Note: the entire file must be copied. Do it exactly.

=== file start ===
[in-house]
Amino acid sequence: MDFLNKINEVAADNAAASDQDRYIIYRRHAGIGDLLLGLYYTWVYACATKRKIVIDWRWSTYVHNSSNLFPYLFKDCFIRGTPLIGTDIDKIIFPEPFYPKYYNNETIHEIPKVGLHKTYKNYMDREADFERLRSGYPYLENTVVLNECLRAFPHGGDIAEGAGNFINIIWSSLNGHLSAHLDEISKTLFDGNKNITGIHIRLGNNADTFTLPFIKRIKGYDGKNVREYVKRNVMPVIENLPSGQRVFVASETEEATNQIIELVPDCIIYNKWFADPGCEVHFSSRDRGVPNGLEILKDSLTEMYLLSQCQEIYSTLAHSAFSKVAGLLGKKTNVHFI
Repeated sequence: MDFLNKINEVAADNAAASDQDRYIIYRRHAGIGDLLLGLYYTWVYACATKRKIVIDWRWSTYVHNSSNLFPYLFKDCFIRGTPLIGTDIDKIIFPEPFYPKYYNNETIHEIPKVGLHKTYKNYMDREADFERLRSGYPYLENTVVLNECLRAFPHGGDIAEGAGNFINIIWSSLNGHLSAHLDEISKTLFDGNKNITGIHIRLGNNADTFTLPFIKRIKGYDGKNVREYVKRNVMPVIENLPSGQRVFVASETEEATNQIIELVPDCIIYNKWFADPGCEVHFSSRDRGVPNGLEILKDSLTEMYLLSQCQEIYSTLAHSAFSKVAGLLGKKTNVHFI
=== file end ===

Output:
[in-house]
Amino acid sequence: MDFLNKINEVAADNAAASDQDRYIIYRRHAGIGDLLLGLYYTWVYACATKRKIVIDWRWSTYVHNSSNLFPYLFKDCFIRGTPLIGTDIDKIIFPEPFYPKYYNNETIHEIPKVGLHKTYKNYMDREADFERLRSGYPYLENTVVLNECLRAFPHGGDIAEGAGNFINIIWSSLNGHLSAHLDEISKTLFDGNKNITGIHIRLGNNADTFTLPFIKRIKGYDGKNVREYVKRNVMPVIENLPSGQRVFVASETEEATNQIIELVPDCIIYNKWFADPGCEVHFSSRDRGVPNGLEILKDSLTEMYLLSQCQEIYSTLAHSAFSKVAGLLGKKTNVHFI
Repeated sequence: MDFLNKINEVAADNAAASDQDRYIIYRRHAGIGDLLLGLYYTWVYACATKRKIVIDWRWSTYVHNSSNLFPYLFKDCFIRGTPLIGTDIDKIIFPEPFYPKYYNNETIHEIPKVGLHKTYKNYMDREADFERLRSGYPYLENTVVLNECLRAFPHGGDIAEGAGNFINIIWSSLNGHLSAHLDEISKTLFDGNKNITGIHIRLGNNADTFTLPFIKRIKGYDGKNVREYVKRNVMPVIENLPSGQRVFVASETEEATNQIIELVPDCIIYNKWFADPGCEVHFSSRDRGVPNGLEILKDSLTEMYLLSQCQEIYSTLAHSAFSKVAGLLGKKTNVHFI